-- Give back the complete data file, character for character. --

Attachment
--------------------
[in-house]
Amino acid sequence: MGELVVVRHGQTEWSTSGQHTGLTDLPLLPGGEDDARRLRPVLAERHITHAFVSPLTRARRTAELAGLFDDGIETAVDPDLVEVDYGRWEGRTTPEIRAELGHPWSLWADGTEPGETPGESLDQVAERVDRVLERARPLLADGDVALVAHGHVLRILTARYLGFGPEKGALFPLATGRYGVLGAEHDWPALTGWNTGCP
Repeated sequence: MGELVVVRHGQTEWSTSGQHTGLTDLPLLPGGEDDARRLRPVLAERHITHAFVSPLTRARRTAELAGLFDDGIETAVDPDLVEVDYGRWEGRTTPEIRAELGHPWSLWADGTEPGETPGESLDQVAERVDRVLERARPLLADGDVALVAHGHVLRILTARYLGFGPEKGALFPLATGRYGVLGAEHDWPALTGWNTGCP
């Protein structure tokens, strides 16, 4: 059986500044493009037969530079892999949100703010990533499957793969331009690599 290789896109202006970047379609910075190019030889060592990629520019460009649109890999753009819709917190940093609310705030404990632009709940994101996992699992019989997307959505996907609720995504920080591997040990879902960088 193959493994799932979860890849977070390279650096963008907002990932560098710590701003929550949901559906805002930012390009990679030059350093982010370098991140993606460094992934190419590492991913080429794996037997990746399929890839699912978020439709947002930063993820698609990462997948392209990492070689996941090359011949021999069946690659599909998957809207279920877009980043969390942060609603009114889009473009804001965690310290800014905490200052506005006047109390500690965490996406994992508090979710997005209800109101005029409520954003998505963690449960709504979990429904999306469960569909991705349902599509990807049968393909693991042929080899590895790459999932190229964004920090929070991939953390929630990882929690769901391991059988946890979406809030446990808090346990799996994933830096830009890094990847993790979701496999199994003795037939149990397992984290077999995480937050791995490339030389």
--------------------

[in-house]
Amino acid sequence: MGELVVVRHGQTEWSTSGQHTGLTDLPLLPGGEDDARRLRPVLAERHITHAFVSPLTRARRTAELAGLFDDGIETAVDPDLVEVDYGRWEGRTTPEIRAELGHPWSLWADGTEPGETPGESLDQVAERVDRVLERARPLLADGDVALVAHGHVLRILTARYLGFGPEKGALFPLATGRYGVLGAEHDWPALTGWNTGCP
Repeated sequence: MGELVVVRHGQTEWSTSGQHTGLTDLPLLPGGEDDARRLRPVLAERHITHAFVSPLTRARRTAELAGLFDDGIETAVDPDLVEVDYGRWEGRTTPEIRAELGHPWSLWADGTEPGETPGESLDQVAERVDRVLERARPLLADGDVALVAHGHVLRILTARYLGFGPEKGALFPLATGRYGVLGAEHDWPALTGWNTGCP
């Protein structure tokens, strides 16, 4: 059986500044493009037969530079892999949100703010990533499957793969331009690599 290789896109202006970047379609910075190019030889060592990629520019460009649109890999753009819709917190940093609310705030404990632009709940994101996992699992019989997307959505996907609720995504920080591997040990879902960088 193959493994799932979860890849977070390279650096963008907002990932560098710590701003929550949901559906805002930012390009990679030059350093982010370098991140993606460094992934190419590492991913080429794996037997990746399929890839699912978020439709947002930063993820698609990462997948392209990492070689996941090359011949021999069946690659599909998957809207279920877009980043969390942060609603009114889009473009804001965690310290800014905490200052506005006047109390500690965490996406994992508090979710997005209800109101005029409520954003998505963690449960709504979990429904999306469960569909991705349902599509990807049968393909693991042929080899590895790459999932190229964004920090929070991939953390929630990882929690769901391991059988946890979406809030446990808090346990799996994933830096830009890094990847993790979701496999199994003795037939149990397992984290077999995480937050791995490339030389």